The project has yet to materialize due to persistent violence in neighboring Idlib province, and specifically the city of Jisr al-Shughour, which overlooks the Syrian coast and is controlled by the armed opposition group. 

In Idlib, members of China’s own Uighur minority are fighting under the flag of the Turkistan Islamic Party, which is affiliated with ISIS. A Syrian diplomatic source told Asia Times that the Chinese regularly provide their Syrian counterparts with battle coordinates of these fighters, asking that they are either killed on the battlefield or arrested and extradited back to China.

Another unresolved dispute is for territory presently held by the US-backed Kurdish forces east of the Euphrates River. That is where Syrian oilfields are situated; fields in which the Chinese have high stakes.   

Piece of the pie

The message of Moallem in Beijing appears to be that while a war is still raging in Idlib and friction remains high in Kurdish-held towns in the northeast, now is the time for China to venture more aggressively into the Syrian market if it plans to compete with Iran and Russia. 

Tehran and Moscow, key allies of Damascus during the conflict, have already secured key contracts. Russia recently secured a 50-year contract for phosphate extraction in Syria, while the Iranians are working to obtain a license to bring an Iranian GSM operator into Syria, as well as to administer the port of Latakia.

Closer to home, China’s neighbor India has begun revisiting a bundle of development projects that have been on hold since 2011, including the completion of a steel plant in the central city of Hama.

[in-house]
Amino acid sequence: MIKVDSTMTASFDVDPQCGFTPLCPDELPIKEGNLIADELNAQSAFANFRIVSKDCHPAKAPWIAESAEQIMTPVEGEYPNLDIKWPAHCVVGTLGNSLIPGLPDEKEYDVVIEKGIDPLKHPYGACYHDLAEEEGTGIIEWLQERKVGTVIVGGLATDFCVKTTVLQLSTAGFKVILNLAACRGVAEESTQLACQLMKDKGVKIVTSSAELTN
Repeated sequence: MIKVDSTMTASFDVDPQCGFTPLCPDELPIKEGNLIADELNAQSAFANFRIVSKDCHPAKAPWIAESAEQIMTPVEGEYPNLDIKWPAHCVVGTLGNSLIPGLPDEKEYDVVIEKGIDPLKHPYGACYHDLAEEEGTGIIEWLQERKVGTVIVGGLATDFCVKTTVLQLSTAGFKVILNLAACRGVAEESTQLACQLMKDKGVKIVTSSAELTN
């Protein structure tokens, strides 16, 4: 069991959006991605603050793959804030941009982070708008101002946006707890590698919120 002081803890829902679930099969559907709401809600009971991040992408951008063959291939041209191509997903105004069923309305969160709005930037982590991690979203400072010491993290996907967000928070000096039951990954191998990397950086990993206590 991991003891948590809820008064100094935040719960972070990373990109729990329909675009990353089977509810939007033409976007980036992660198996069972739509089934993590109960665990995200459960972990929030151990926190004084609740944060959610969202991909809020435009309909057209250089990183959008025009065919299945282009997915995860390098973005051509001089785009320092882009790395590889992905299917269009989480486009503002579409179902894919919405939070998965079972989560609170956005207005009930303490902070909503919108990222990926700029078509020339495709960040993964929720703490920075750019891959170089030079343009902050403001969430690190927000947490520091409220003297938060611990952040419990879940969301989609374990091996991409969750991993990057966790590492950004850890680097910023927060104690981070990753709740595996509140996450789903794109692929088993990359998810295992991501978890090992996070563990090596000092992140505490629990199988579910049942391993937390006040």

One of the most important Chinese companies eyeing re-entry into Syria is its National Petroleum Company. The state-owned giant owns stakes in two of Syria’s state-owned oil companies: al-Furat and the Syrian Petroleum Company, with assets estimated at 21 billion barrels.

Read: Transitional justice process for ISIS members essential

The agreement gives China partial ownership of all oil revenue in eastern Syria. The Syrians are offering to send oil from recently liberated refineries to China in exchange for loans from the Chinese government. Furthermore, those banking transactions would be carried out in yuan, instead of euros or US dollars.

The Chinese firm cannot return to work in Syria, however, since the oil fields it was mandated to drill – Sheikh Mansour, Rimelan, and Tishreen – are all located in territory presently held by the Americans and their Kurdish allies in Syria’s northeast.

In February 2016, China sent delegations to meet with Kurdish officials currently running the fields, seeking to survey its equipment and discuss their security and future. Beijing’s demands for the return of its assets were rejected by the Kurds, giving it more reason to seek a speedy solution to the Syrian-Kurdish standoff east of the Euphrates.

Once back under government control, the Chinese would have to rebuild much of the destroyed infrastructure, which has been left unmaintained for years, but would also gain back their investment.